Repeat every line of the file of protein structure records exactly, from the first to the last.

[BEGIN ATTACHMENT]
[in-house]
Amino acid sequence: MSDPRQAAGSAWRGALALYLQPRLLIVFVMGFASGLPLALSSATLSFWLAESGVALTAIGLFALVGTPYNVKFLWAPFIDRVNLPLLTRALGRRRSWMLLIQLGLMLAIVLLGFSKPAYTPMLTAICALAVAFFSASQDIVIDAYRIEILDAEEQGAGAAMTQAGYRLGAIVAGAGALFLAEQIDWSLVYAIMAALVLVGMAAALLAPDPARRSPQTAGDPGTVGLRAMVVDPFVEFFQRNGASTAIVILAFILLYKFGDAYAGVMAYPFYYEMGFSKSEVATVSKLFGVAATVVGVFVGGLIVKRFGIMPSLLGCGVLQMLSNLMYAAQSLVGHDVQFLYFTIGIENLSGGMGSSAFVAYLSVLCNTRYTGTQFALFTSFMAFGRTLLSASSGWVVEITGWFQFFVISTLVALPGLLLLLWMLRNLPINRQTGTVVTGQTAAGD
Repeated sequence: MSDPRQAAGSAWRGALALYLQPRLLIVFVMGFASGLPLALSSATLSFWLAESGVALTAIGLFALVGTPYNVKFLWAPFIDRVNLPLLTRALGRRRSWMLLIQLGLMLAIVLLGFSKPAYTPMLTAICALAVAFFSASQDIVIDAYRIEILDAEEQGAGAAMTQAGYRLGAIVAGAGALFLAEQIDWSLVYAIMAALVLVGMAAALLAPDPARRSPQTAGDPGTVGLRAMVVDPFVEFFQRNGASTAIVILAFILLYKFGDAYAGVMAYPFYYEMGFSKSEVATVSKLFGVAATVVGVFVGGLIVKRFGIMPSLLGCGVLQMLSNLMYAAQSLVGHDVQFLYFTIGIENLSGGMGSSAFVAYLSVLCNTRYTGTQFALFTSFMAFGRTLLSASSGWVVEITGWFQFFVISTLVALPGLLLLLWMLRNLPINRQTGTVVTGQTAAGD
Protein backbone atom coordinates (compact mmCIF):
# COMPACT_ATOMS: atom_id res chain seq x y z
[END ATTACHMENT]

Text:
[in-house]
Amino acid sequence: MSDPRQAAGSAWRGALALYLQPRLLIVFVMGFASGLPLALSSATLSFWLAESGVALTAIGLFALVGTPYNVKFLWAPFIDRVNLPLLTRALGRRRSWMLLIQLGLMLAIVLLGFSKPAYTPMLTAICALAVAFFSASQDIVIDAYRIEILDAEEQGAGAAMTQAGYRLGAIVAGAGALFLAEQIDWSLVYAIMAALVLVGMAAALLAPDPARRSPQTAGDPGTVGLRAMVVDPFVEFFQRNGASTAIVILAFILLYKFGDAYAGVMAYPFYYEMGFSKSEVATVSKLFGVAATVVGVFVGGLIVKRFGIMPSLLGCGVLQMLSNLMYAAQSLVGHDVQFLYFTIGIENLSGGMGSSAFVAYLSVLCNTRYTGTQFALFTSFMAFGRTLLSASSGWVVEITGWFQFFVISTLVALPGLLLLLWMLRNLPINRQTGTVVTGQTAAGD
Repeated sequence: MSDPRQAAGSAWRGALALYLQPRLLIVFVMGFASGLPLALSSATLSFWLAESGVALTAIGLFALVGTPYNVKFLWAPFIDRVNLPLLTRALGRRRSWMLLIQLGLMLAIVLLGFSKPAYTPMLTAICALAVAFFSASQDIVIDAYRIEILDAEEQGAGAAMTQAGYRLGAIVAGAGALFLAEQIDWSLVYAIMAALVLVGMAAALLAPDPARRSPQTAGDPGTVGLRAMVVDPFVEFFQRNGASTAIVILAFILLYKFGDAYAGVMAYPFYYEMGFSKSEVATVSKLFGVAATVVGVFVGGLIVKRFGIMPSLLGCGVLQMLSNLMYAAQSLVGHDVQFLYFTIGIENLSGGMGSSAFVAYLSVLCNTRYTGTQFALFTSFMAFGRTLLSASSGWVVEITGWFQFFVISTLVALPGLLLLLWMLRNLPINRQTGTVVTGQTAAGD
Protein backbone atom coordinates (compact mmCIF):
# COMPACT_ATOMS: atom_id res chain seq x y z